The Pregnant Arthroplasty Surgeon: A Women in Arthroplasty Committee Editorial

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Journal of Arthroplasty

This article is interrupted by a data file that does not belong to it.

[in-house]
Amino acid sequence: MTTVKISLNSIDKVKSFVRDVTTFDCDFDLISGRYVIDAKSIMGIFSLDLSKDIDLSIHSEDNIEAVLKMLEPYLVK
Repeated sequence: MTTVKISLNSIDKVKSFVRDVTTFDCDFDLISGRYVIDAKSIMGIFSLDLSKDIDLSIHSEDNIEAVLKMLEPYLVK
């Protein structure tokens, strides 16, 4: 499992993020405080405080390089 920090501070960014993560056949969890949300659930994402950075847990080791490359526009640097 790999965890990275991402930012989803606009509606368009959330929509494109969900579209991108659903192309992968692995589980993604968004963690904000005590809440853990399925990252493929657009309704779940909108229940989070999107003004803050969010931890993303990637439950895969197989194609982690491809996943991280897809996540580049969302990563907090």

Background: Women orthopaedic surgeons face unique challenges during their careers. There are extremely low numbers of women in the field, particularly in the specialty of adult reconstruction. Factors contributing to low numbers of women entering this subspecialty include increased perceived physical demand relative to other fields, occupational hazards during pregnancy such as exposure to radiation and polymethylmethacrylate bone cement, concerns for work-life balance, and limited number of women within the subspecialty. The following editorial provides a framework to understand and manage the potential occupational hazards to pregnant and lactating surgeons, parental leave, and postpartum return to work. We aim to dispel any unfounded myths and provide evidence-based education that may help overcome these barriers. In doing so, we hope to encourage more women to consider adult reconstruction as a potential career. Methods: Our primary method consisted of completing an extensive literature review on the past and current articles about the aforementioned barriers which may contribute to the low number of women entering adult reconstruction. After this literature search was completed, we composed a comprehensive editorial that provided evidence-based education and recommendations for medical professionals. Conclusions: Issues pertaining to parenthood, pregnancy, and lactation pose barriers to success for women in orthopedic surgery. These concerns may dissuade talented women from pursuing a rewarding career in adult reconstruction. Education on these issues is needed to help our early-career colleagues plan and care for their families. Clearly stated and published policies should be made available in all training programs, fellowships, and clinical practices to allow understanding and unbiased implementation. By being more inclusive, adult reconstruction will have access to the best possible surgeons, which will benefit not only patients but the field as a whole.

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